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3 Must Money Lessons for Smart Investors

Do you know that over the five-year period ending in December 2008, only 28% money managers beat the S & P 500 large cap index? Wait, it’s even worst when you look at S & P SmallCap 600 — only 14% money managers beat the index.

Why is it so hard for these money managers to outperform an index? Market is a zero-sum game. For every winner, there is a loser. And when you add, average 2%, cost of running a behemoth fund, money manager has to make more than 2% to outperform the market.

This is why you need to take charge and learn how to invest your hard-earned money.  Investing in common stocks is no different from anything else you are passionate about in your life. It requires constant learning — by knowing what works when you make money and knowing what to avoid when you lose money.

I’ve lost money in the market before. But, for the past several years, I have made commitment to learn from my mistakes and to invest with discipline without allowing emotions to kick-in.

Money has always been a taboo subject for most of us. A subject we all avoid. We prefer to stay informed about our favorite team yet lack any commitment to manage our own financial matters including investments. If you start spending simply few hours a week to check your investment, you can outperform most money managers by investing intelligently.

So, with that in mind, I have few must money lessons for smart investors.

1. Protect your investment.

Have you ever given thought to protect your investment before investing in a hot stock tip from a friend? Most investors only think about gain; and, seldom think that all common stocks are risky. Warren Buffett is an amazing investor because he understands this simple golden rule of investment.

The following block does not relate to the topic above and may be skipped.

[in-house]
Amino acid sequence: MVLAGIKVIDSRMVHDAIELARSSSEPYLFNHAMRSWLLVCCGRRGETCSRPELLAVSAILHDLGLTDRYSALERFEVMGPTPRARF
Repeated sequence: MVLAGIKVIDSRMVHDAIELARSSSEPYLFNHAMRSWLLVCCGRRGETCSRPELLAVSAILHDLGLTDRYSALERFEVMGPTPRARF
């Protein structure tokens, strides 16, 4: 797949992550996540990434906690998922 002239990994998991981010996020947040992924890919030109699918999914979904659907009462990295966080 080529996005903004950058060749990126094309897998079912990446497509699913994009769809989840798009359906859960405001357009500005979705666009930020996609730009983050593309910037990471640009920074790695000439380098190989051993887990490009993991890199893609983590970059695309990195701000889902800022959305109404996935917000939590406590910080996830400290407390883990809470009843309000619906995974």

“Rule No. 1: Never Lose Money. Rule No. 2: Never Forget Rule No. 1.”  — Warren Buffett

Buy a simple diary or use your Mint app to track your investments. If you write down the reason to invest, it will be easier for you to revisit and review a week later to see if your investment still makes sense. You should also have an exit strategy. It should simply state when you will sell the stock. A simple rule of thumb that has worked for me is if I can’t convince myself to buy this same stock today then it’s time to sell.

You should never allow ego to take control. the most important money lesson is to remember, stock ticker has no idea about the price you paid nor it really cares. When you are wrong, and you will, have a strategy to take a smaller loss and let that money work for you on another investment that can make money for you. If you are adamant, your stubbornness will cost you hundreds or thousands or dollars worth of money lessons. Your aim should not be to prove yourself right, rather, it should be to first protect your assets and make your asset grow.

2. Don’t fight the tape.

Most investors lose money not because they are not informed; it’s because they don’t take time to learn how to read technical charts.